Because Simeon waited his entire life for the promise, he is an example for us on how to wait. Simeon waited with faith and with patience. In faith, he continued to believe that what was said to him was true. In patience, he held on because he knew that God might choose to take time to deliver.
All of us wait for good things in our lives, things we desire, things that we need. God promises us in the same way he promised Simeon. God does not promise us within a time frame. God does not say, “You will find someone to love and marry by your next birthday. You will find a job by next week. Your granddaughter or grandson will quit abusing drugs by this summer.” God does not promise us with a timeline, but God promises us nevertheless. And God promises us at the highest level. God promises us fullness of life, eternal joy, and his constant presence. And Jesus is our guarantee that the promises are real. You see, what we celebrate this Christmas season is that God was serious enough about his promises that he became one of us. The gift of Jesus is the guarantee that God can be trusted.
But even with that guarantee, we must still wait, and that is why the example of Simeon’s faith and patience is important. In faith, we believe that what God has done is real, that Christ has come and that God has given us life. In patience, we hold on because we understand that God can take time. Even if the promise is delayed, it can still come. Even if the promise is not fulfilled immediately, it does not mean we are forgotten.
We stand then with Simeon in faith and patience. In faith believing that Christ has come and the promise has been made. In patience because we understand that although salvation is coming, it may not arrive today.
Simeon’s Bucket List
December 27, 2020
It’s become commonplace nowadays for people to put together a bucket list. This is a list of things that they wish to experience or accomplish before they die. Even people in their thirties and forties are putting together bucket lists. Each person is able to choose what will be on his or her list. One person might desire to travel to Europe. Another to learn how to play the piano. Someone else might decide that they want to read all 37 of Shakespeare’s plays. Whatever is on your list, the intent is to check off each item one by one as you are able to fulfill it.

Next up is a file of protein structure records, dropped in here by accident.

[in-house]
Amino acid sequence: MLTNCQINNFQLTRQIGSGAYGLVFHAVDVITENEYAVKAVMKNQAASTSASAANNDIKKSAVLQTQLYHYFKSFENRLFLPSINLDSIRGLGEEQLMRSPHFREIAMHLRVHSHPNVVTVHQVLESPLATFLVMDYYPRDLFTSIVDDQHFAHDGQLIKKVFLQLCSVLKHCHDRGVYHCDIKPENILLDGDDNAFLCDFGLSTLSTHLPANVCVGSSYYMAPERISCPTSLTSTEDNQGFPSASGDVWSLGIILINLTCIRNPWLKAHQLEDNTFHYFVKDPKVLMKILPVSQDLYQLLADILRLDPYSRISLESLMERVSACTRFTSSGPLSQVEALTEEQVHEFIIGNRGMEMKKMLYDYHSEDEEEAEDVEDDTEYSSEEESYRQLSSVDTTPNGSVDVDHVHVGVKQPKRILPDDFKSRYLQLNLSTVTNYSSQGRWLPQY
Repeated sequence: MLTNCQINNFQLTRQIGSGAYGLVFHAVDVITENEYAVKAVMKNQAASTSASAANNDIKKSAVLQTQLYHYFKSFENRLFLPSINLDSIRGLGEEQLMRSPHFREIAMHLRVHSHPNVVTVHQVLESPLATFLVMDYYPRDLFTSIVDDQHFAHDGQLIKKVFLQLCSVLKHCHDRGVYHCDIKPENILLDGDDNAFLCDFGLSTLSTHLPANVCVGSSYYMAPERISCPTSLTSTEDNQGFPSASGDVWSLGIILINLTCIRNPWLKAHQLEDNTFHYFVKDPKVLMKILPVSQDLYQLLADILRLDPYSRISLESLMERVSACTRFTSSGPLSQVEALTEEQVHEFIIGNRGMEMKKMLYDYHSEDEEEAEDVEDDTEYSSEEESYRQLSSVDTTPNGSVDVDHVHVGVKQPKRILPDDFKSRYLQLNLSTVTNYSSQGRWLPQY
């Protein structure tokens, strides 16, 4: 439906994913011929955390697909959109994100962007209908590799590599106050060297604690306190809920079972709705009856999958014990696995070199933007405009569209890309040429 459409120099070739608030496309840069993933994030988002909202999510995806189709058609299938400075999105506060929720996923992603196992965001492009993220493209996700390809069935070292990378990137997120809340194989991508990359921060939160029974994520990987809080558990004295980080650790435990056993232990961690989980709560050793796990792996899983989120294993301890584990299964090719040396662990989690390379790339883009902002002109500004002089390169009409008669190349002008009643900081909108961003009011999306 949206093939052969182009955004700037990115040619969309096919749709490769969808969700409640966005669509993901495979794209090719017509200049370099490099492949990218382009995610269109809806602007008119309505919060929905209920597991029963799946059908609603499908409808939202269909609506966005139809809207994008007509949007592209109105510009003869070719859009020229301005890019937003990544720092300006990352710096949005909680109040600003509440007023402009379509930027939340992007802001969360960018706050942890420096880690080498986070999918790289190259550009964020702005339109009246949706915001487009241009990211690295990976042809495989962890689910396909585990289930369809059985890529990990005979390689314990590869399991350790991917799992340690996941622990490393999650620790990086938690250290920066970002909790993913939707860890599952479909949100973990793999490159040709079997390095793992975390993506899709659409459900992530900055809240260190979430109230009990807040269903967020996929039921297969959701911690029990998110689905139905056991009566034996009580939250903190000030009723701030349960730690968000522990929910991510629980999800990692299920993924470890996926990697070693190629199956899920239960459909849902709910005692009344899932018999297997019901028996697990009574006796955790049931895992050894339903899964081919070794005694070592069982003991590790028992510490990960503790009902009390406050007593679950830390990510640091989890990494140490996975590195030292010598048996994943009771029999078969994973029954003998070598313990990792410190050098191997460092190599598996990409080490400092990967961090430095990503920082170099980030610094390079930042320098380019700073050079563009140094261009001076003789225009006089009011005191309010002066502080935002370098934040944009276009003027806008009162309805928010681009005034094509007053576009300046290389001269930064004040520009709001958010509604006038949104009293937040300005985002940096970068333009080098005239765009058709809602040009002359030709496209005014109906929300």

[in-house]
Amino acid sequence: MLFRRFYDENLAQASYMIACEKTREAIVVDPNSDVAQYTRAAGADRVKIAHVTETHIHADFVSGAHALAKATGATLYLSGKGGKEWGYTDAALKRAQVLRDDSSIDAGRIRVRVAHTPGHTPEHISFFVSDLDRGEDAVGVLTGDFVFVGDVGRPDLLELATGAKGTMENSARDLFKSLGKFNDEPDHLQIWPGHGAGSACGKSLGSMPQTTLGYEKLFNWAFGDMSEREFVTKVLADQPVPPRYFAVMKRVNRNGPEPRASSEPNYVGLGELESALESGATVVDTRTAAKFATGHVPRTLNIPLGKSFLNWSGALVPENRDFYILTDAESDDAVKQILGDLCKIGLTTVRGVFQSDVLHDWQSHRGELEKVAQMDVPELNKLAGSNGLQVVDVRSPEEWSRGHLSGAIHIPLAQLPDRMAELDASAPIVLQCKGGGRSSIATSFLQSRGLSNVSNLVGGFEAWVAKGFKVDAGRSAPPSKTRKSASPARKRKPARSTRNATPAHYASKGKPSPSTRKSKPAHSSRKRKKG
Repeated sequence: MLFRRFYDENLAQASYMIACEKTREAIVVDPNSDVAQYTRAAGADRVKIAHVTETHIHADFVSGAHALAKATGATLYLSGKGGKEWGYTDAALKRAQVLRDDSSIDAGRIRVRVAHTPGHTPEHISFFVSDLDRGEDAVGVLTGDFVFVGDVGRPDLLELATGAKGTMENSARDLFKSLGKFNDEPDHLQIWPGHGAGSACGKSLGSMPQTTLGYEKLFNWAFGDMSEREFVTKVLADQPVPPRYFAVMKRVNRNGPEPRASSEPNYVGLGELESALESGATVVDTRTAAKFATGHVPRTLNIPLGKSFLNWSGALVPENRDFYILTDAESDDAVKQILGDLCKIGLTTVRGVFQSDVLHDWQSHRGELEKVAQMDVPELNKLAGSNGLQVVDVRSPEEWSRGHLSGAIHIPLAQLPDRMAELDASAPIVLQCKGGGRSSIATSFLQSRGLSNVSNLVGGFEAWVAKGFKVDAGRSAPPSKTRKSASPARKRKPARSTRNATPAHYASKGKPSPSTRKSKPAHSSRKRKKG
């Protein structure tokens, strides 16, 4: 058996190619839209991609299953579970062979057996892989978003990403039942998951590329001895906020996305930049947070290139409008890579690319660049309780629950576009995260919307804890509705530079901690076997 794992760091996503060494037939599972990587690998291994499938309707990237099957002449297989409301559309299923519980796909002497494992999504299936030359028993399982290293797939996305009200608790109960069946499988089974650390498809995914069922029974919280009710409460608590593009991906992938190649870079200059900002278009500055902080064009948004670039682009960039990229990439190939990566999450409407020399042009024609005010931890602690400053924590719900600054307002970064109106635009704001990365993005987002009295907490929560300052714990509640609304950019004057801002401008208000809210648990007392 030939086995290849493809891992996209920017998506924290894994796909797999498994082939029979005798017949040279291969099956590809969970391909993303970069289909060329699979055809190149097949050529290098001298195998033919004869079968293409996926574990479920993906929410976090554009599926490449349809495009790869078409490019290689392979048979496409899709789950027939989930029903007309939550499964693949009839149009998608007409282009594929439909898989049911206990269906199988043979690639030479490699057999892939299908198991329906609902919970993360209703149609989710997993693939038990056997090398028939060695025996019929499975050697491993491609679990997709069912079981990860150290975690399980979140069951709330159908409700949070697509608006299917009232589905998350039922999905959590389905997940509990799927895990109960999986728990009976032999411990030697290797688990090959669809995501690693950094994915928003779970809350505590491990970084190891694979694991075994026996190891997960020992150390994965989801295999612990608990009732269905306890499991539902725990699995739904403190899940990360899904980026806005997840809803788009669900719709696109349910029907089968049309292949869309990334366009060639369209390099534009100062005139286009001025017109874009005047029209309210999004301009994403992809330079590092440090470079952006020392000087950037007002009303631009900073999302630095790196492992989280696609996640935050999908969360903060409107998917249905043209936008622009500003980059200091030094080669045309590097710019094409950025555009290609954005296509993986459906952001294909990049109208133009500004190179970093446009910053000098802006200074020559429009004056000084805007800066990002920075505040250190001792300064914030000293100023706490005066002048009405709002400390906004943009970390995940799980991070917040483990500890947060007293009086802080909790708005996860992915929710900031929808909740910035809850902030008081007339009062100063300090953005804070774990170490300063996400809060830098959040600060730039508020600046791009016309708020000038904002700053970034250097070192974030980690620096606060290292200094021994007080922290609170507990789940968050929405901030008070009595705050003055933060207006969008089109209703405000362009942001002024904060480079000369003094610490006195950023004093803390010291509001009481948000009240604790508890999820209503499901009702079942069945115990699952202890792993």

In today’s gospel, Simeon has a bucket list, and there’s only one thing on it. He wants to see the Messiah of God before he dies. When Joseph and Mary bring the child Jesus to the temple, his wish is fulfilled. Simeon’s bucket list is instructive to us, because it includes two characteristics that are important. Simeon wishes big, and Simeon wishes selflessly.
Simeon is not afraid to think big. What he wants is nothing less than to see the Messiah of God with his own eyes. This is the desire that generation after generation wished for without success. People who were much more important than Simeon died without seeing God’s anointed. Moses, King David, and Isaiah all went to their graves without a glimpse. But Simeon was not afraid of size. He knew what he wanted, and he dared to ask God for it. The second characteristic of Simeon’s approach is selflessness. Simeon’s desire is not primarily for himself, but for the entire world. He knows that he will not live long enough to see Jesus teach, heal, and win our salvation. But he takes his joy in knowing that others will benefit from Jesus’s ministry and sacrifice.
So, when we look around our lives for what we want, it is important to remember Simeon and to wish for things that are big and selfless. Perhaps you might wish that someone in your family, a grandchild or sibling, might decide to commit themselves to a life of service. The service might be to the church or some international agency addressing world hunger or poverty. That’s not a choice that many young people make. But Simeon would say to us “Don’t be afraid to think big. Ask what you want from God. Then place your wish in God’s hands.” Perhaps we might wish for a country that was healed, a country in which Americans would once again trust one another, where Democrats and Republicans would work together for the common good. Simeon would say, “Well, that’s thinking big alright. But go for it. A lot of things would have to change before that could happen. But you might be able to see at least the first steps towards healing.” Maybe we would like to see a world-wide commitment to our environment, an international agreement to protect our air, our water, and our earth. Simeon would say, “That’s a work for many generations, but choose it. You might be able to see a beginning.”
As we put our bucket lists together, it is important to remember Simeon. We should wish big and selflessly and then place our list in God’s hands. If we’re lucky, we, like Simeon, might see the fulfillment of our desires. But even if we don’t, even if we die before God can give that gift to us, at least we will know that we wished for something significant that will benefit the entire world.